For this edition, Anchor Bay remastered the film in something called “Divimax,” which the company touted at the time as a “high-Definition film transfer process that provides state-of-the-art picture quality.” (We prefer the pithier box copy: “Digital video to the max!”) Basically, it’s an HD transfer made from a 35mm print of the film. It’s letter-boxed, a.k.a. wide-screen—something we no longer have to worry about with DVD and Blu-ray, unless you’re a crazy person who deliberately buys a full-screen DVD—and comes with the new Dolby True HD 7.1 sound mix that was created for the film in 1998. This version is mostly similar to the original audio, but remixed and juiced up with additional lightning and wind sound effects. So it’s hardly a Star Wars special-edition-level debacle. Still, purists take note.
If DVD is the format of special features, then Blu-ray is the format of transfers. As physical media becomes an ever more boutique concern, the supplemental materials on Blu-rays have gotten more lavish, and the presentations of the films themselves tailored to ever more specific tastes. Now, there are “only” four choices if you want to buy Halloween on Blu-ray: The original 2007 Anchor Bay Blu-ray, which is relatively bare bones and repeats special features from earlier DVDs; the 2013 35th anniversary edition, which comes with new commentary from John Carpenter and a new featurette called “The Night She Came Home”; the FYE exclusive steel-book Blu-ray, which is the same as the 35th anniversary edition except it comes in a metal tin; and the new 4k Ultra HD/Blu-ray combo pack, which also repeats the special features from the 35th Anniversary Blu-ray. (The newest release is “not a huge jump,” according to Peters.)
Basically, it comes down to the 2007 Blu-ray and the 2013 Blu-ray. And this is a source of some controversy: Some collectors prefer the look of the 2007 Blu-ray, an upgraded version of the transfer that’s featured on the 25th anniversary DVD. That version is slightly washed out, but with brighter whites and true blacks. The only problem there is that neither John Carpenter nor cinematographer Dean Cundey approved that transfer—or like it, for that matter. That’s how we got a new transfer for the 2013 Blu-ray, this one supervised by Cundey himself; the color temperature in this version is cooler, and the blacks more like midnight blue. The difference is noticeable, if subtle, when you look at them side by side:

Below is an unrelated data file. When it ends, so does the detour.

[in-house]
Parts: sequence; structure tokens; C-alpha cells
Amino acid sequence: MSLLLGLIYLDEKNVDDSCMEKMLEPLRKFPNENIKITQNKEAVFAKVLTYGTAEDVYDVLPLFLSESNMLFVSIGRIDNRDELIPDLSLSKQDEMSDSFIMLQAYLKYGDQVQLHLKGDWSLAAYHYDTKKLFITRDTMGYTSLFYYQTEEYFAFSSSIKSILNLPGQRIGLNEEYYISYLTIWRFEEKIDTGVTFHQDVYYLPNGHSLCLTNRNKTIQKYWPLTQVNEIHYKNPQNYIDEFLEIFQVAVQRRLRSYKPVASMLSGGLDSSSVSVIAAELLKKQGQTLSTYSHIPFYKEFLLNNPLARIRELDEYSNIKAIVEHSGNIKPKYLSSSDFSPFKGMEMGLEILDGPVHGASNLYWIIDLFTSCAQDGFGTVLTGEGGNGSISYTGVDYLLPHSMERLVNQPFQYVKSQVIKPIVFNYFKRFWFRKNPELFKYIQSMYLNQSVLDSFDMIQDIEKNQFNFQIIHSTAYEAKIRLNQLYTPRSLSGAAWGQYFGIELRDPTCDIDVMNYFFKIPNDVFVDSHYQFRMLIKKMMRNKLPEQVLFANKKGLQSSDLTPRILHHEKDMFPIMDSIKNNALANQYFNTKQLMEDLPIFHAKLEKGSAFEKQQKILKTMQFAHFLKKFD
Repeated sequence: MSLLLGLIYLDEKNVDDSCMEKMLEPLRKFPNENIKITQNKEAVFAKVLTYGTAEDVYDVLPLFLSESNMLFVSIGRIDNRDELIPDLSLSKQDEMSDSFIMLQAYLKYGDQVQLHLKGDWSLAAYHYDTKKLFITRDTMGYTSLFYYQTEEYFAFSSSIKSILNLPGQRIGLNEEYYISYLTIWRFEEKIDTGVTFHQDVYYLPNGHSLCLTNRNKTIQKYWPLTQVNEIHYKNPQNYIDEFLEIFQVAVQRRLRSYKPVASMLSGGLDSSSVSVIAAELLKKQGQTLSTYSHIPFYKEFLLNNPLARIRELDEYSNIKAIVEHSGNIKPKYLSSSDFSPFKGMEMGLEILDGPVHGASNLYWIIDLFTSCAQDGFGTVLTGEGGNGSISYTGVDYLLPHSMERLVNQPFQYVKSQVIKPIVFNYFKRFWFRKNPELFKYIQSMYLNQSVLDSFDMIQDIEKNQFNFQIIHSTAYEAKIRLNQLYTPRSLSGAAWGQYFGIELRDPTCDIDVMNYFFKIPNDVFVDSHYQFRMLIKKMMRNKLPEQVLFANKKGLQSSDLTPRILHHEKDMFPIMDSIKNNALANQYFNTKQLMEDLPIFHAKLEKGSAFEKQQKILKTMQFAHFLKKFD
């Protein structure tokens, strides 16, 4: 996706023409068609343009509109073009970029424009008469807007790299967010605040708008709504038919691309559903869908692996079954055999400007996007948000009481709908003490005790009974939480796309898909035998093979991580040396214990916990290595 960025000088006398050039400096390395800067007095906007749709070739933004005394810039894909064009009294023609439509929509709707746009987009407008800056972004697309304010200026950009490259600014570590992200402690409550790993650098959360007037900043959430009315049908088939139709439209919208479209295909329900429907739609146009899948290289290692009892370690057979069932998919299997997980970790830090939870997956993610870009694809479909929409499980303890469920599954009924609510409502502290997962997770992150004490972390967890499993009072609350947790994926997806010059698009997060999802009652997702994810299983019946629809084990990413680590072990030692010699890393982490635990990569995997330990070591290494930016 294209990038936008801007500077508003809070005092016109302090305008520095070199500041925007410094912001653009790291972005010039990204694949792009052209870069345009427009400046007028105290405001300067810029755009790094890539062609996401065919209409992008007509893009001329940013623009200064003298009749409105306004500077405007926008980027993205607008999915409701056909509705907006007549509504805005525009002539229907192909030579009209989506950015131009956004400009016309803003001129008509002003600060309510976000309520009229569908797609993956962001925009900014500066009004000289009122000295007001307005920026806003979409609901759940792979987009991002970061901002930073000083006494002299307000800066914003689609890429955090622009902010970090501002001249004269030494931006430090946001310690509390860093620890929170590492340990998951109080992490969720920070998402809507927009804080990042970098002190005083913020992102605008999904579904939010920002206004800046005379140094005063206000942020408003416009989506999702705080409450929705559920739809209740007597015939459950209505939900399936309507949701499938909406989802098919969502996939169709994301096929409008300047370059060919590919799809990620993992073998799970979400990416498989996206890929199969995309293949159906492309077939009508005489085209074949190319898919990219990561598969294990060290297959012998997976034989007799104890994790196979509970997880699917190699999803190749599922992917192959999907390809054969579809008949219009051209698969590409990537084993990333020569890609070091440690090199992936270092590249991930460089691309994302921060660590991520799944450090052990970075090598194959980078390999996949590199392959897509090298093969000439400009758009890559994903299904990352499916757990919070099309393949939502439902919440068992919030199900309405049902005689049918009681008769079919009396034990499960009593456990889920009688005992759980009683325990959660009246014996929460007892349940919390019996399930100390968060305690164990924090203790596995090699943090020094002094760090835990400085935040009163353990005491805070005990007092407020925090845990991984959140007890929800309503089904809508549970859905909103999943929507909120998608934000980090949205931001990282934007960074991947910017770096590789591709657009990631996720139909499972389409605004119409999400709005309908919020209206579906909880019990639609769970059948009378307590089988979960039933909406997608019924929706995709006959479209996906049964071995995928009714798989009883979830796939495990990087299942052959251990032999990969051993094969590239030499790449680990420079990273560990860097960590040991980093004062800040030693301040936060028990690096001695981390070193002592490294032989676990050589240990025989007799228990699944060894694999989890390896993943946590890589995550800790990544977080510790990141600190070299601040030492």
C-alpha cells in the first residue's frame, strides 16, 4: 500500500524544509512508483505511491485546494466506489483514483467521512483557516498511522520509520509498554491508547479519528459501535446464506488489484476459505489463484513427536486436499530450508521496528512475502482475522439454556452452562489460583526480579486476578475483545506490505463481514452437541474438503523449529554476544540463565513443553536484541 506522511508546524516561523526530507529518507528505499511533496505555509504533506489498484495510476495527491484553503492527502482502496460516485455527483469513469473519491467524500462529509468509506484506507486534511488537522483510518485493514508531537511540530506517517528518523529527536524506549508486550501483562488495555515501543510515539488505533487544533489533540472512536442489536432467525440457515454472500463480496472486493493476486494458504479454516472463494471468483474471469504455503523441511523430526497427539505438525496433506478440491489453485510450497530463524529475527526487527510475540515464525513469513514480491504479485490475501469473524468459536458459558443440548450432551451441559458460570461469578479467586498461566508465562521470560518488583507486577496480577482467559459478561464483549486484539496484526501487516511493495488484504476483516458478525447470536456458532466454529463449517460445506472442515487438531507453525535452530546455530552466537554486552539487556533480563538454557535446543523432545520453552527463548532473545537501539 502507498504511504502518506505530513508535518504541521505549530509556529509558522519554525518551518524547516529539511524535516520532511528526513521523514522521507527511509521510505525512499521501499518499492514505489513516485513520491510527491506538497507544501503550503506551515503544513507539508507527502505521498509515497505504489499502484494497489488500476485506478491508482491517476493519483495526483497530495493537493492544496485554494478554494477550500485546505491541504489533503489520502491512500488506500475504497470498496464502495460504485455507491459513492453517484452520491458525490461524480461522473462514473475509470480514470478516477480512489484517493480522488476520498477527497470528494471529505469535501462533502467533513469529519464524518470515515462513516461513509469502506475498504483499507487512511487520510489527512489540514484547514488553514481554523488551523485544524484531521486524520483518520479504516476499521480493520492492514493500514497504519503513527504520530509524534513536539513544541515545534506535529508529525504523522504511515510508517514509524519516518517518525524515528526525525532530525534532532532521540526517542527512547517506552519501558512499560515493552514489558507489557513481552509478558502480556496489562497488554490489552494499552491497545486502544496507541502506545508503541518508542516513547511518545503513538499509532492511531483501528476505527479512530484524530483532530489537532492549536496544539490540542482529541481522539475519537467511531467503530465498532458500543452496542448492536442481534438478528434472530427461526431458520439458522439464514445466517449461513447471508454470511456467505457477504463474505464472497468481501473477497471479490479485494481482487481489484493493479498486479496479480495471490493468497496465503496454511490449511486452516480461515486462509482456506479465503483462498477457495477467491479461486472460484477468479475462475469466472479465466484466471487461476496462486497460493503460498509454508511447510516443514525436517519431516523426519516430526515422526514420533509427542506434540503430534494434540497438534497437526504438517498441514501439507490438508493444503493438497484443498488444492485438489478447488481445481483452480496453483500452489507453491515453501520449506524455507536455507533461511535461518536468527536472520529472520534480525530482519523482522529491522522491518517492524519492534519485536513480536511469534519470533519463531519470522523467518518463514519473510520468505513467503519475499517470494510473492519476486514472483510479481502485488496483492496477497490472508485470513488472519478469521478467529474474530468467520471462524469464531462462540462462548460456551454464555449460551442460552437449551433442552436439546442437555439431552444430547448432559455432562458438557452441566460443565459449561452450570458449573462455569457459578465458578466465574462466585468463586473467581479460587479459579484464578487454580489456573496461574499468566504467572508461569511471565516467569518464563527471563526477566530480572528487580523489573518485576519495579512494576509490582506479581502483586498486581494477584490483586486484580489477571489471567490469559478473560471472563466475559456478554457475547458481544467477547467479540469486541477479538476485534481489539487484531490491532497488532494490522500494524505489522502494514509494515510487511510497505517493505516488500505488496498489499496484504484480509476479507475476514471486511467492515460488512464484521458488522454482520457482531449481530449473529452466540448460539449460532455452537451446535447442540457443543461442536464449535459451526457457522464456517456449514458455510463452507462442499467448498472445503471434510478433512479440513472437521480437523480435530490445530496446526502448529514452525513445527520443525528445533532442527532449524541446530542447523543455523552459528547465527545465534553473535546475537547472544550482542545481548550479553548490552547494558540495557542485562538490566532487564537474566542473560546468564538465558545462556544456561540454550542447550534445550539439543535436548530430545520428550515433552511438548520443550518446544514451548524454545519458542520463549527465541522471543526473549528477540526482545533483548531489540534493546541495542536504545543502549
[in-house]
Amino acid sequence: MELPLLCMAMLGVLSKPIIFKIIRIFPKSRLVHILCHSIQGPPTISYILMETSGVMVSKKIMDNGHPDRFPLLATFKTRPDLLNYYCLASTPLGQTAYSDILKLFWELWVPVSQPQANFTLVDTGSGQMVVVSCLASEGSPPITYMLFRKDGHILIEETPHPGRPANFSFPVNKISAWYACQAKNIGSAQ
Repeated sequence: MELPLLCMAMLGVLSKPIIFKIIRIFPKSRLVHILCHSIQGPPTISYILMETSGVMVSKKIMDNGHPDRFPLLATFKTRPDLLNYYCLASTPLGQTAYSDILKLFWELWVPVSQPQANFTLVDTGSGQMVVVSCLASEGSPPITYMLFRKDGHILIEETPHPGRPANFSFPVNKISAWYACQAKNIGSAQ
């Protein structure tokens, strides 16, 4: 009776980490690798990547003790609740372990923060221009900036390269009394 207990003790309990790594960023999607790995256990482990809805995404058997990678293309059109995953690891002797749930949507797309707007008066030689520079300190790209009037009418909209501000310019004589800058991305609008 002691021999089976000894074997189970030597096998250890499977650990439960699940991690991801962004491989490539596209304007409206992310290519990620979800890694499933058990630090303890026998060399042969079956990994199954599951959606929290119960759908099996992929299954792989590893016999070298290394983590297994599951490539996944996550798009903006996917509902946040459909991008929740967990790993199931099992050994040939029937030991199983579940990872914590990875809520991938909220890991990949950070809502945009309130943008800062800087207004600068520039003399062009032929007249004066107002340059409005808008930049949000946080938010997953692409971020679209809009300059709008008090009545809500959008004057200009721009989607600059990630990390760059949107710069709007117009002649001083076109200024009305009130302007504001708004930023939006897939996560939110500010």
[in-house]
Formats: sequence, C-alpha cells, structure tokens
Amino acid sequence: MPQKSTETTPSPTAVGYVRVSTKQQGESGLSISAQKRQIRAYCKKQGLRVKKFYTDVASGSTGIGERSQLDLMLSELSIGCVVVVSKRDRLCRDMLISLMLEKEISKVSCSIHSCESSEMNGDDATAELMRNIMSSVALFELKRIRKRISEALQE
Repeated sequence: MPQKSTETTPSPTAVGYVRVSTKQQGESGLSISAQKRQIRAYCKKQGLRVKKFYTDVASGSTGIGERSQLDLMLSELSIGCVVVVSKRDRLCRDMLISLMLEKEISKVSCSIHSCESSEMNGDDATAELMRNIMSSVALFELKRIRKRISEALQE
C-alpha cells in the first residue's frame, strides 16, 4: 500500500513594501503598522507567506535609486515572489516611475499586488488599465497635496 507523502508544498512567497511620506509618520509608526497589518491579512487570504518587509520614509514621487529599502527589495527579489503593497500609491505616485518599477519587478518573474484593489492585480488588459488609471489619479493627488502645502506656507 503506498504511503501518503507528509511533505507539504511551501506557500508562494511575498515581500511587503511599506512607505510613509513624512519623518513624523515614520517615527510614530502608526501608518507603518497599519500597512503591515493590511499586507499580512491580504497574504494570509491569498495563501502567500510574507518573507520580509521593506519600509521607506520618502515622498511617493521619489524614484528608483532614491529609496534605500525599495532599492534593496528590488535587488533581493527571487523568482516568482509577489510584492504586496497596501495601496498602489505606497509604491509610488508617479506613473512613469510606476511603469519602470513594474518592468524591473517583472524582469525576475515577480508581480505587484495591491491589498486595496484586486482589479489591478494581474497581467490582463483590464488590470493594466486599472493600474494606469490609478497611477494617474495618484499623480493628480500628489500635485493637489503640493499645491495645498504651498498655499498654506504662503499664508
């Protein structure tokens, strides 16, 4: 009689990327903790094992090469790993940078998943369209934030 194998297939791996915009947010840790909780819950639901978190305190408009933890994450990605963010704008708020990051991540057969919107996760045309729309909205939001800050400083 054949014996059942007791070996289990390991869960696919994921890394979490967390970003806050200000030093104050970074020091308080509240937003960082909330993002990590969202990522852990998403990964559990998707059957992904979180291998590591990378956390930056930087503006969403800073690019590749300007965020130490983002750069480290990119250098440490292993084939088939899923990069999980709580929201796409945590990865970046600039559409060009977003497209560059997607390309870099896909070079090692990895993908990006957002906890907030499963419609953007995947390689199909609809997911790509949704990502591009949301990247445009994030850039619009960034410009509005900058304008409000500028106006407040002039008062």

For Cundey’s part, he says the complimentary orange/blue color scheme that’s evident on the 2013 Blu-ray was his original intention for the film, and calls the 2013 transfer “the most accurate portrayal of how John and I wanted Halloween to be seen.” That being said, Cundey’s intent was a bit lost in the original process of transferring Halloween to 35mm, and so the brighter 2007 transfer is closer to what you would have seen watching it in a theater during its original run. So it depends on what you want out of the experience, really.
Our expert’s pick: Pressed to choose just one edition of Halloween on Blu-ray, Peters offered up a bit of a cheat: He says that Scream Factory’s presentation of Halloween in its 2014 “Halloween: The Complete Collection” boxed set is the best, because it’s the only one that gives you the option to choose between the original 1978 mono theatrical audio mix and the upgraded Dolby True HD 7.1 audio mix. (You remember, the one with the added sound effects mentioned above?) “The one in the boxed set, that’s genuine, that’s what it sounded like back in 1978,” he says. (It’s also the 2013 Cundey transfer, so it’s a bit of a Frankenstein’s monster as far as authenticity goes.)
Told that we needed a second option for fans just looking to buy the original film, Peters chose the 2013 35th anniversary Blu-ray. “It’s kind of ghostly, and creepier,” he says, adding, “It gives a whole new feel to the movie. It’s so different, [and] the details come through a little bit better.” That being said, he thinks the original Blu-ray has a good level of detail—he makes special note of how the sidewalks looked wetter on Blu-ray compared to DVD—and “Hey, you’re watching Halloween, and you’re watching it on Blu-ray and not DVD, so that’s good.”
Thankfully, both are affordable. The 35th anniversary edition is currently going for $12.97 on Amazon, and the original 2007 Blu-ray is around $11 to buy outright on eBay—or less, if you’re up for a bidding war.
You can also find Halloween in this year’s edition of The A.V. Club’s Halloween streaming guide, thanks to Shudder, which currently has exclusive streaming rights to Carpenter’s original film. (Shudder is also streaming the film for free, without a subscription, through midnight tonight on its Shudder TV site.) You can also rent or buy it on VOD, but remember: You don’t actually own those.